The Aresan Clan is published four times a week (Tue, Wed, Fri, Sun). You can see what's been written so far collected here. All posts will be posted under the Aresan Clan label. For summaries of the events so far, visit here. See my previous serial Vampire Wares collected here.

Tuesday, April 26, 2011

Vengeful God

In the book of Numbers there's a story about the rebellion of Korah, which particularly shows the vengeful side of God. It begins when Korah and a number of his followers question the authority of Moses, asking why it is that he gets to be raised up above all the people. Now Moses says it's because he speaks directly with God, and to prove that he really speaks on behalf of God, Moses asks Korah and 250 of his followers to take censers filled with incense and stand with them in front of the tabernacle. Then God sent down fire and engulfed in flames all those 250 followers of Korah. For the rest of Korah's followers and all those associated with him, the earth opened up and swallowed them whole and they directly descended into Sheol, the land of the dead. The lesson: if you disobey God, He'll take vengeance, and it won't be nice.

This may not be your view of God. You might think of God as forgiving. Dawkins even says that this type of frightening portrait of divine vengeance is a form of emotional abuse foisted on children. On the other hand, at least according to some preliminary research, it might make you more honest. At least that's what psychologist Azim F. Shariff says, according to one study he's conducted. He says that if you believe in a vengeful God instead of a forgiving God, it will make you less likely to cheat. That doesn't mean that believing in a forgiving God (or no God at all) makes you prone to unrestrained turpitude and immorality, but it might make you a bit more moral in cases of minor moral temptation.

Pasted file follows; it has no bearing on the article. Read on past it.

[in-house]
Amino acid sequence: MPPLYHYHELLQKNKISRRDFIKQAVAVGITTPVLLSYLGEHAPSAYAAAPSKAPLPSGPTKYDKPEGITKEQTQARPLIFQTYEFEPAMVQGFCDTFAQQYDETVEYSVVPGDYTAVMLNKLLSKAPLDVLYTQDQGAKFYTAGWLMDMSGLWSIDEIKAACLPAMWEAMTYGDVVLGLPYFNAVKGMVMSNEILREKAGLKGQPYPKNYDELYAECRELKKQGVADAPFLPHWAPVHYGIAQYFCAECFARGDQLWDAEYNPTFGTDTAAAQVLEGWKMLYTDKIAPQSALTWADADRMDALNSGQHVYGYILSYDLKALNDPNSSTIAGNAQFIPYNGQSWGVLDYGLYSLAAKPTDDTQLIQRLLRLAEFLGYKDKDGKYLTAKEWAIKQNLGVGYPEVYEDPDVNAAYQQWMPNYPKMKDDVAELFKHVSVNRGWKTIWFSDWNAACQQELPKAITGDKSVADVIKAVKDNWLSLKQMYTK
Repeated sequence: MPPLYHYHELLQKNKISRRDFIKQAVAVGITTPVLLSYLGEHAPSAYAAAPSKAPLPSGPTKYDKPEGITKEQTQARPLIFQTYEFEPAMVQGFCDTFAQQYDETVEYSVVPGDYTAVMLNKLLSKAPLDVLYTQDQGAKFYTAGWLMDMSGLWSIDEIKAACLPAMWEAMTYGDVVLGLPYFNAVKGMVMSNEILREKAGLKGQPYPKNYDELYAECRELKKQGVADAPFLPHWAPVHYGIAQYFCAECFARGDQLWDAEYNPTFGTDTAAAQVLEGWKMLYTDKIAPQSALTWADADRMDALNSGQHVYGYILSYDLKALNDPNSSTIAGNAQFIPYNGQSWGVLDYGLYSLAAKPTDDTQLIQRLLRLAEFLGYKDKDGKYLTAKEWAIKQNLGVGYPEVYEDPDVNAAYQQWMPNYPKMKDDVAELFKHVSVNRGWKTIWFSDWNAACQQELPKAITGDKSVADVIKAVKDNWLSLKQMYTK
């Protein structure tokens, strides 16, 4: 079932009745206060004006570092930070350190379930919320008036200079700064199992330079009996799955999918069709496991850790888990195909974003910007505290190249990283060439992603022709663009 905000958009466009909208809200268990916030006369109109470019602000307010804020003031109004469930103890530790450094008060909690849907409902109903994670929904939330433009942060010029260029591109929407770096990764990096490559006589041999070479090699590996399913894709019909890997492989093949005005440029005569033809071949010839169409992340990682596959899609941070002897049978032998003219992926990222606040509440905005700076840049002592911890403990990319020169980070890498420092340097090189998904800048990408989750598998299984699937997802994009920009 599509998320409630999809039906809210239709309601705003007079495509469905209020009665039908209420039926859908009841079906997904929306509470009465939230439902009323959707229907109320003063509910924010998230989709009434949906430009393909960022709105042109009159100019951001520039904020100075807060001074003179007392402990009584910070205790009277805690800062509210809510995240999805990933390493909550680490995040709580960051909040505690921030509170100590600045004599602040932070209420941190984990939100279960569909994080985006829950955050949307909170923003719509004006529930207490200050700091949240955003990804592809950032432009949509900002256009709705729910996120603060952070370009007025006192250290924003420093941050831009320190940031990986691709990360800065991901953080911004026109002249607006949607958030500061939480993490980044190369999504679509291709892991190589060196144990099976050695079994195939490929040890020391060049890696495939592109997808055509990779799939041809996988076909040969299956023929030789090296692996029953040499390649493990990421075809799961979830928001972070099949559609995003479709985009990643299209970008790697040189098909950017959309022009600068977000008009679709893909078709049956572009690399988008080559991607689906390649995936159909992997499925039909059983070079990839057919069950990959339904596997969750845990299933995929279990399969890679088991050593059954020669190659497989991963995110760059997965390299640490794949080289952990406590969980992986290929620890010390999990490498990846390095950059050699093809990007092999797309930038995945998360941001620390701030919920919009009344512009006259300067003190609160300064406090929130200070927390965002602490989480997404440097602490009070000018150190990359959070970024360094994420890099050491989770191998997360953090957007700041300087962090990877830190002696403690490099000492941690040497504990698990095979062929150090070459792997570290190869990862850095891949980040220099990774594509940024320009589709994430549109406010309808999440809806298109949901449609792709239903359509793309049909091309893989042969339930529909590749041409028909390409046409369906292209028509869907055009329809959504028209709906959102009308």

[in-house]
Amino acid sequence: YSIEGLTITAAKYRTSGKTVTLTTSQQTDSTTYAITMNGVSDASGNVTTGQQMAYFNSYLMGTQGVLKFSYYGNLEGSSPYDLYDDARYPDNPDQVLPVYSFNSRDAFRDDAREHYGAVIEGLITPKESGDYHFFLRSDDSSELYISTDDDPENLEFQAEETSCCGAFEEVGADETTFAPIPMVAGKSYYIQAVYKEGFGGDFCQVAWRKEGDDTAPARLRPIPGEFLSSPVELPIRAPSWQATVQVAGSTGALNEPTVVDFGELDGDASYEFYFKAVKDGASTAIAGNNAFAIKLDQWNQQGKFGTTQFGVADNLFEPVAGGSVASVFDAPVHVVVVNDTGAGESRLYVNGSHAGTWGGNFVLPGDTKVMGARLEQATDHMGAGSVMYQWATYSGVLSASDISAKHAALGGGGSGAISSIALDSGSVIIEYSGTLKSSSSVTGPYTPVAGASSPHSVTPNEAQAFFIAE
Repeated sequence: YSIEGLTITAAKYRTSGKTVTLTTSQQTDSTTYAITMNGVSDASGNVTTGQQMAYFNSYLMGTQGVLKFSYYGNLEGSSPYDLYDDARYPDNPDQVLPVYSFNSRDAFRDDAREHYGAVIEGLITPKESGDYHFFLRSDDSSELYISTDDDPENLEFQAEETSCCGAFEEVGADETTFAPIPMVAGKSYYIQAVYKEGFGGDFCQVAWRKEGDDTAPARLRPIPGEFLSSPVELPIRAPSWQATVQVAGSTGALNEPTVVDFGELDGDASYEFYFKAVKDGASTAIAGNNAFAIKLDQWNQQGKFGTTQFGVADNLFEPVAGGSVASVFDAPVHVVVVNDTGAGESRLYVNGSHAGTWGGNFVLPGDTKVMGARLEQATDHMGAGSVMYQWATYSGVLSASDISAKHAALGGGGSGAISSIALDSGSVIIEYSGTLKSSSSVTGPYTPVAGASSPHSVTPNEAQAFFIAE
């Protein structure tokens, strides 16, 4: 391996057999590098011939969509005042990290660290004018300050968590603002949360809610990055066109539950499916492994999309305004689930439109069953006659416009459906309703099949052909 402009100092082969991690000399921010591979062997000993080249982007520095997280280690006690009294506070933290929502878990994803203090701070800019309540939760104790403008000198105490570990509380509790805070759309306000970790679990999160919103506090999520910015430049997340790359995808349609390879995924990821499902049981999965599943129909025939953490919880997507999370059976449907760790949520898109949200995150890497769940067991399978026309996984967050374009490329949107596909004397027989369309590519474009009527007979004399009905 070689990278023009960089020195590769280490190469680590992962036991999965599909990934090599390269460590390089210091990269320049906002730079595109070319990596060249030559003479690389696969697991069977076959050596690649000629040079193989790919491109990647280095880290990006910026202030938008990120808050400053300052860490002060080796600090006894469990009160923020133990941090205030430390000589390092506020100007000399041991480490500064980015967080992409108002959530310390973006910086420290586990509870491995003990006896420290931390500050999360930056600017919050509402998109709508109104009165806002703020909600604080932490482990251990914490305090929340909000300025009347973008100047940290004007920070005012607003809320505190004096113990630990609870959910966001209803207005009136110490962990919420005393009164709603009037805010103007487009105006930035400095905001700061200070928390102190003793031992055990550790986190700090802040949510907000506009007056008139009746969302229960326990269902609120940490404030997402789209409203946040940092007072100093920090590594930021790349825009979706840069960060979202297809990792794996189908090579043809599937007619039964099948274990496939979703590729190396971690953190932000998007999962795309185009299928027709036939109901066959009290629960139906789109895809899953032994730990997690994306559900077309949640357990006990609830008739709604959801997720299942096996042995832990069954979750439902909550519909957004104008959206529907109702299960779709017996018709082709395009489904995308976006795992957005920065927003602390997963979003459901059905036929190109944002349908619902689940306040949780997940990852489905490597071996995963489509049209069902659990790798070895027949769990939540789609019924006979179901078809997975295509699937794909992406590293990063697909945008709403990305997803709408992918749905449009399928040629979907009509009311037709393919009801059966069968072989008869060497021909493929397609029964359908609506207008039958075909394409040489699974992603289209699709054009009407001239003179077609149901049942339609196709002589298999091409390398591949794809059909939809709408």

This might lend at least some credence to that whole Ring of Gyges story from Plato's Republic (Book II, sections 359a-360d). The story goes that Gyges found a ring, that when he turned it, made him completely invisible. He used this power to then seduce the queen and murder the king. Glaucon used the story, for one, to argue that people are moral because they fear the reproof of others. H. G. Wells picked up this story and turned it into his Invisible Man. Wells concluded the same thing that Glaucon did, that a person unrestrained by the gaze of others would degenerate into a corrupt person without any moral mooring. But, if a person believes that they are always under the gaze of a god, and particularly a god that seriously disapproves and might not forgive a moral misdeed, then it might keep one more in line.

The parallel is inexact, since the Ring of Gyges and The Invisible Man are also about the corrupting influence of the power conferred by invisibility. And I don't think most of us are even tempted to commit majorly horrible things like murder, rape or major theft, even if we could guarantee no one would know about it because we don't want to hurt others. In the end, being a good person is about developing good habits, but it can be the case that the fear of the reproof of others, perhaps even divine vengeance, can help us along, especially with relatively minor moral lapses like lying or cheating that we might be prone to sometimes let slip.

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